Attention-deficit hyperactivity disorder (ADHD) is a heritable disorder, prevalent from childhood through adulthood. Although the noradrenergic (NA) system is thought to mediate a portion of the pathophysiology of ADHD, genes in this pathway have not been investigated as frequently as those in the dopaminergic system. Previous association studies of one candidate gene in the NA system, ADRA2A, showed inconsistent results with regard to an MspI polymorphism. In the current study, two nearby single-nucleotide polymorphisms, which define HhaI and DraI restriction fragment length polymorphisms, were also genotyped and were in significant linkage disequilibrium with the MspI RFLP. Transmission disequilibrium tests (TDTs) in a sample of 177 nuclear families showed significant association and linkage of the DraI polymorphism with the ADHD combined subtype (P = 0.03), and the quantitative TDT showed association of this polymorphism with the inattentive (P = 0.003) and hyperactive-impulsive (P = 0.015) symptom dimensions. The haplotype that contained the less common allele of the DraI polymorphism likewise showed a strong relationship with the inattentive (P = 0.001) and hyperactive-impulsive (P = 0.004) symptom dimensions. This study supports the hypothesis that an allele of the ADRA2A gene is associated and linked with the ADHD combined subtype and suggests that the DraI polymorphism of ADRA2A is linked to a causative polymorphism.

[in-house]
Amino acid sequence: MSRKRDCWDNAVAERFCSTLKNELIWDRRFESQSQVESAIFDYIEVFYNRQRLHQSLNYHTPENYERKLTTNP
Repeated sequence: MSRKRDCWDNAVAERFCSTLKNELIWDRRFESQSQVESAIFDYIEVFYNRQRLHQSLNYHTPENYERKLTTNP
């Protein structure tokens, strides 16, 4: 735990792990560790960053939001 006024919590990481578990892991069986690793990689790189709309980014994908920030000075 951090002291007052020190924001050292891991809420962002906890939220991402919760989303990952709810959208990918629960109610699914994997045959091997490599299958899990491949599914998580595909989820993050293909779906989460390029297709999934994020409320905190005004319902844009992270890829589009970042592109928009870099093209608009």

- Linkage disequilibrium
ASJC Scopus subject areas
- Molecular Biology
- Psychiatry and Mental health
- Cellular and Molecular Neuroscience